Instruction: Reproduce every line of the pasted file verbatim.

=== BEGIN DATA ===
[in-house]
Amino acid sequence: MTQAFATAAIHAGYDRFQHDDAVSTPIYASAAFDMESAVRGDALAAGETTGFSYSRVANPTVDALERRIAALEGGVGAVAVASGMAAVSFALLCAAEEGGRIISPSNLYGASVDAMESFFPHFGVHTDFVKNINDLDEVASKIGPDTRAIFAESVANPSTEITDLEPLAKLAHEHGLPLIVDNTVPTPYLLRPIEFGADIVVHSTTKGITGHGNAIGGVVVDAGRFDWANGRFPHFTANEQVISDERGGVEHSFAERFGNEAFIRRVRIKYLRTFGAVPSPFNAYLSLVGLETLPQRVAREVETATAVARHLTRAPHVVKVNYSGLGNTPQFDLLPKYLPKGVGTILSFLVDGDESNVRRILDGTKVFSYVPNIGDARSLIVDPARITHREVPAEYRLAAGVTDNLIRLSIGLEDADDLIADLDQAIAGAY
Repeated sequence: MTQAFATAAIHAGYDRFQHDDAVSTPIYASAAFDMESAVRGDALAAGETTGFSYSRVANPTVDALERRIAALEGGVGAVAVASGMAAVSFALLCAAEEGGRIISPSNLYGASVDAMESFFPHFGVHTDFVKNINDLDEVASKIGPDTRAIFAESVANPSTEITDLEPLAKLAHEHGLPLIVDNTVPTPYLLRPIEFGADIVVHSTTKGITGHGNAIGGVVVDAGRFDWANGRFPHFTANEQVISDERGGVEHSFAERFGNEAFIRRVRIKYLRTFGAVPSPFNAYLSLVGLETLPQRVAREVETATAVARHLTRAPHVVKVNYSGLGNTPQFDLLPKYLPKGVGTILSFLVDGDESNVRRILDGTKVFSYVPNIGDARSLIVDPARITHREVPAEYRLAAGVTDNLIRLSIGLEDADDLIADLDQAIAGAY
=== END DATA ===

[in-house]
Amino acid sequence: MTQAFATAAIHAGYDRFQHDDAVSTPIYASAAFDMESAVRGDALAAGETTGFSYSRVANPTVDALERRIAALEGGVGAVAVASGMAAVSFALLCAAEEGGRIISPSNLYGASVDAMESFFPHFGVHTDFVKNINDLDEVASKIGPDTRAIFAESVANPSTEITDLEPLAKLAHEHGLPLIVDNTVPTPYLLRPIEFGADIVVHSTTKGITGHGNAIGGVVVDAGRFDWANGRFPHFTANEQVISDERGGVEHSFAERFGNEAFIRRVRIKYLRTFGAVPSPFNAYLSLVGLETLPQRVAREVETATAVARHLTRAPHVVKVNYSGLGNTPQFDLLPKYLPKGVGTILSFLVDGDESNVRRILDGTKVFSYVPNIGDARSLIVDPARITHREVPAEYRLAAGVTDNLIRLSIGLEDADDLIADLDQAIAGAY
Repeated sequence: MTQAFATAAIHAGYDRFQHDDAVSTPIYASAAFDMESAVRGDALAAGETTGFSYSRVANPTVDALERRIAALEGGVGAVAVASGMAAVSFALLCAAEEGGRIISPSNLYGASVDAMESFFPHFGVHTDFVKNINDLDEVASKIGPDTRAIFAESVANPSTEITDLEPLAKLAHEHGLPLIVDNTVPTPYLLRPIEFGADIVVHSTTKGITGHGNAIGGVVVDAGRFDWANGRFPHFTANEQVISDERGGVEHSFAERFGNEAFIRRVRIKYLRTFGAVPSPFNAYLSLVGLETLPQRVAREVETATAVARHLTRAPHVVKVNYSGLGNTPQFDLLPKYLPKGVGTILSFLVDGDESNVRRILDGTKVFSYVPNIGDARSLIVDPARITHREVPAEYRLAAGVTDNLIRLSIGLEDADDLIADLDQAIAGAY